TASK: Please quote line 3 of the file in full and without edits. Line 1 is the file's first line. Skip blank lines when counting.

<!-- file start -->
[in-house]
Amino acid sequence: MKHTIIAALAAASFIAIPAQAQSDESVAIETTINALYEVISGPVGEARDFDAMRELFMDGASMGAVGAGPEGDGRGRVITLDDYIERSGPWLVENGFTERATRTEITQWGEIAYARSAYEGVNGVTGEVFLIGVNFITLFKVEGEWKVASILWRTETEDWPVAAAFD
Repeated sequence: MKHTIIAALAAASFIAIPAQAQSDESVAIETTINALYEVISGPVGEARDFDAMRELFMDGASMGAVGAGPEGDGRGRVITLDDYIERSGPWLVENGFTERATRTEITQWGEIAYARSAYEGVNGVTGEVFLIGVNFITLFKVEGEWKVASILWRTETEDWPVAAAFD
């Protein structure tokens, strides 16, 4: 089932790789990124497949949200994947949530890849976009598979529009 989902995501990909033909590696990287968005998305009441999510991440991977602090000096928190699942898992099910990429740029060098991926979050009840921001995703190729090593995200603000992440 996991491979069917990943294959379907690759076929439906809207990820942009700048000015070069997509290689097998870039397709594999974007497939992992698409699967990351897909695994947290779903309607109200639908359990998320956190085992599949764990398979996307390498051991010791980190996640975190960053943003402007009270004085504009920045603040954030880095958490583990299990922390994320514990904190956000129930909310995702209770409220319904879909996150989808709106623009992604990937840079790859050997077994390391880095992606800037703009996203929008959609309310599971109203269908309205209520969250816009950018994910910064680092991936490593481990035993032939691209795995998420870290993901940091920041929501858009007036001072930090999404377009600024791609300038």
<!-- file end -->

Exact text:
Repeated sequence: MKHTIIAALAAASFIAIPAQAQSDESVAIETTINALYEVISGPVGEARDFDAMRELFMDGASMGAVGAGPEGDGRGRVITLDDYIERSGPWLVENGFTERATRTEITQWGEIAYARSAYEGVNGVTGEVFLIGVNFITLFKVEGEWKVASILWRTETEDWPVAAAFD